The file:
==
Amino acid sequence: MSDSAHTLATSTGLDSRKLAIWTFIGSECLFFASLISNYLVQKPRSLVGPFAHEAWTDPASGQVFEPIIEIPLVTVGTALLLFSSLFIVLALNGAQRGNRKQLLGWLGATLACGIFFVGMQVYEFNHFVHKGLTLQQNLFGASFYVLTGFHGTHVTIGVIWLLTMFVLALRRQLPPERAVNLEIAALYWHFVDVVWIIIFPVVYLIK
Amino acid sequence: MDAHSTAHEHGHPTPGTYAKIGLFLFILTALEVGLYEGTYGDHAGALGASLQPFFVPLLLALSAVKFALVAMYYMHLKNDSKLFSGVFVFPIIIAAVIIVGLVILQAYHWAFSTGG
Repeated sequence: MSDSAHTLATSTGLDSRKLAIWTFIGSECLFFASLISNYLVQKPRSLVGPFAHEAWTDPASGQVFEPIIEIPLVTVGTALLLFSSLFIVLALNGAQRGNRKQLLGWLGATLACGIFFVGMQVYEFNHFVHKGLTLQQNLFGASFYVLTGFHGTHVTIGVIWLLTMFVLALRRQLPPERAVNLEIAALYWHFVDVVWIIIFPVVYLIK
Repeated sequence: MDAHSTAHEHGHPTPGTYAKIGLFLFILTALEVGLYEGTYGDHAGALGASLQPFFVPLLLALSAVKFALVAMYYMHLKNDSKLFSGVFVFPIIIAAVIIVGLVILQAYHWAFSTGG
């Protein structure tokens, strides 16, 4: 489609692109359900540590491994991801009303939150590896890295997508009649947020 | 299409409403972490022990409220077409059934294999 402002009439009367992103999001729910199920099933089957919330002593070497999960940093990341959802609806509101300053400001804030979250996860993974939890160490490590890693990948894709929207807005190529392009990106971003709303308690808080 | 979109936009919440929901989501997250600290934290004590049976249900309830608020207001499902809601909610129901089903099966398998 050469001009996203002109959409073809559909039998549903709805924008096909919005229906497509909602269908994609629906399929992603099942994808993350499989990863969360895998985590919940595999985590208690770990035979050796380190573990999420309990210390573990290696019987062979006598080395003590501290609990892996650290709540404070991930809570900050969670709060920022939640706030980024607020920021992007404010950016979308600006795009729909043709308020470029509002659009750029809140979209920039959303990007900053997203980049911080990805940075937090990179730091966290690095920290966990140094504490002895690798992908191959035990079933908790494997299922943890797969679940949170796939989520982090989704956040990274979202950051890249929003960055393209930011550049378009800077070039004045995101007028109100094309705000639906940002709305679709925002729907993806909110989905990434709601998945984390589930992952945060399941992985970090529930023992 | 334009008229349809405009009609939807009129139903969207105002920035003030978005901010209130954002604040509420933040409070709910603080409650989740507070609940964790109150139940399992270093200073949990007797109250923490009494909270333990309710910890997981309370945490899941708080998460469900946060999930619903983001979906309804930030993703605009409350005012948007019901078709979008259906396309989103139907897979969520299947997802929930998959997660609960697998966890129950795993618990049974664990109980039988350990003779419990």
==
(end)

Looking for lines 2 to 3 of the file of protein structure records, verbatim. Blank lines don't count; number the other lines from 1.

Amino acid sequence: MDAHSTAHEHGHPTPGTYAKIGLFLFILTALEVGLYEGTYGDHAGALGASLQPFFVPLLLALSAVKFALVAMYYMHLKNDSKLFSGVFVFPIIIAAVIIVGLVILQAYHWAFSTGG
Repeated sequence: MSDSAHTLATSTGLDSRKLAIWTFIGSECLFFASLISNYLVQKPRSLVGPFAHEAWTDPASGQVFEPIIEIPLVTVGTALLLFSSLFIVLALNGAQRGNRKQLLGWLGATLACGIFFVGMQVYEFNHFVHKGLTLQQNLFGASFYVLTGFHGTHVTIGVIWLLTMFVLALRRQLPPERAVNLEIAALYWHFVDVVWIIIFPVVYLIK